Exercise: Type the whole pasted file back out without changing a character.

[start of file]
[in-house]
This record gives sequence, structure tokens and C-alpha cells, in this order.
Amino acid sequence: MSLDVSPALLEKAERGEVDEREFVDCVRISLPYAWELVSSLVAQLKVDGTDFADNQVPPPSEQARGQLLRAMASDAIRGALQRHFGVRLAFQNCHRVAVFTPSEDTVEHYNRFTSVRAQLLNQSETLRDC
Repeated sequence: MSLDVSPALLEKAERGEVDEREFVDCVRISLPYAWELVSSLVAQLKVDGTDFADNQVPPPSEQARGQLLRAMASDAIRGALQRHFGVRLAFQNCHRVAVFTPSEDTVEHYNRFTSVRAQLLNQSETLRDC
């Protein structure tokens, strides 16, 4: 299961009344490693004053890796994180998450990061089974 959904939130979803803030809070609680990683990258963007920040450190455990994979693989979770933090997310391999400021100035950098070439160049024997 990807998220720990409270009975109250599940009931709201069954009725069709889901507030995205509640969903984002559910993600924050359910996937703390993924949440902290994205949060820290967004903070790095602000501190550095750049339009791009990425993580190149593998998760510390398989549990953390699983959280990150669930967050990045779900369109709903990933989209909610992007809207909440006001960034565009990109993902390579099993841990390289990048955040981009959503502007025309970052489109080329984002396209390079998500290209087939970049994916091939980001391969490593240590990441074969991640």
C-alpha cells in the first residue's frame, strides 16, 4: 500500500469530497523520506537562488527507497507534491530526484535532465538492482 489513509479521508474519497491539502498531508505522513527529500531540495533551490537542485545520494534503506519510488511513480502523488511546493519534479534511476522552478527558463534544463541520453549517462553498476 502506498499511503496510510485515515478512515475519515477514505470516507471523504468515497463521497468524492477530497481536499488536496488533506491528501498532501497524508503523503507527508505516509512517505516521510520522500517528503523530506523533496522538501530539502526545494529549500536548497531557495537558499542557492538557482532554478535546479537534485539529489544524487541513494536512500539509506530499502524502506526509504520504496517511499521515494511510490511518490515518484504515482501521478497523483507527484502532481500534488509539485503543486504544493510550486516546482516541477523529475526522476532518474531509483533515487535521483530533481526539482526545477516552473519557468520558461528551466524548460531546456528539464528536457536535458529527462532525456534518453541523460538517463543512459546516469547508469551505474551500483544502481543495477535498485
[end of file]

[in-house]
This record gives sequence, structure tokens and C-alpha cells, in this order.
Amino acid sequence: MSLDVSPALLEKAERGEVDEREFVDCVRISLPYAWELVSSLVAQLKVDGTDFADNQVPPPSEQARGQLLRAMASDAIRGALQRHFGVRLAFQNCHRVAVFTPSEDTVEHYNRFTSVRAQLLNQSETLRDC
Repeated sequence: MSLDVSPALLEKAERGEVDEREFVDCVRISLPYAWELVSSLVAQLKVDGTDFADNQVPPPSEQARGQLLRAMASDAIRGALQRHFGVRLAFQNCHRVAVFTPSEDTVEHYNRFTSVRAQLLNQSETLRDC
């Protein structure tokens, strides 16, 4: 299961009344490693004053890796994180998450990061089974 959904939130979803803030809070609680990683990258963007920040450190455990994979693989979770933090997310391999400021100035950098070439160049024997 990807998220720990409270009975109250599940009931709201069954009725069709889901507030995205509640969903984002559910993600924050359910996937703390993924949440902290994205949060820290967004903070790095602000501190550095750049339009791009990425993580190149593998998760510390398989549990953390699983959280990150669930967050990045779900369109709903990933989209909610992007809207909440006001960034565009990109993902390579099993841990390289990048955040981009959503502007025309970052489109080329984002396209390079998500290209087939970049994916091939980001391969490593240590990441074969991640």
C-alpha cells in the first residue's frame, strides 16, 4: 500500500469530497523520506537562488527507497507534491530526484535532465538492482 489513509479521508474519497491539502498531508505522513527529500531540495533551490537542485545520494534503506519510488511513480502523488511546493519534479534511476522552478527558463534544463541520453549517462553498476 502506498499511503496510510485515515478512515475519515477514505470516507471523504468515497463521497468524492477530497481536499488536496488533506491528501498532501497524508503523503507527508505516509512517505516521510520522500517528503523530506523533496522538501530539502526545494529549500536548497531557495537558499542557492538557482532554478535546479537534485539529489544524487541513494536512500539509506530499502524502506526509504520504496517511499521515494511510490511518490515518484504515482501521478497523483507527484502532481500534488509539485503543486504544493510550486516546482516541477523529475526522476532518474531509483533515487535521483530533481526539482526545477516552473519557468520558461528551466524548460531546456528539464528536457536535458529527462532525456534518453541523460538517463543512459546516469547508469551505474551500483544502481543495477535498485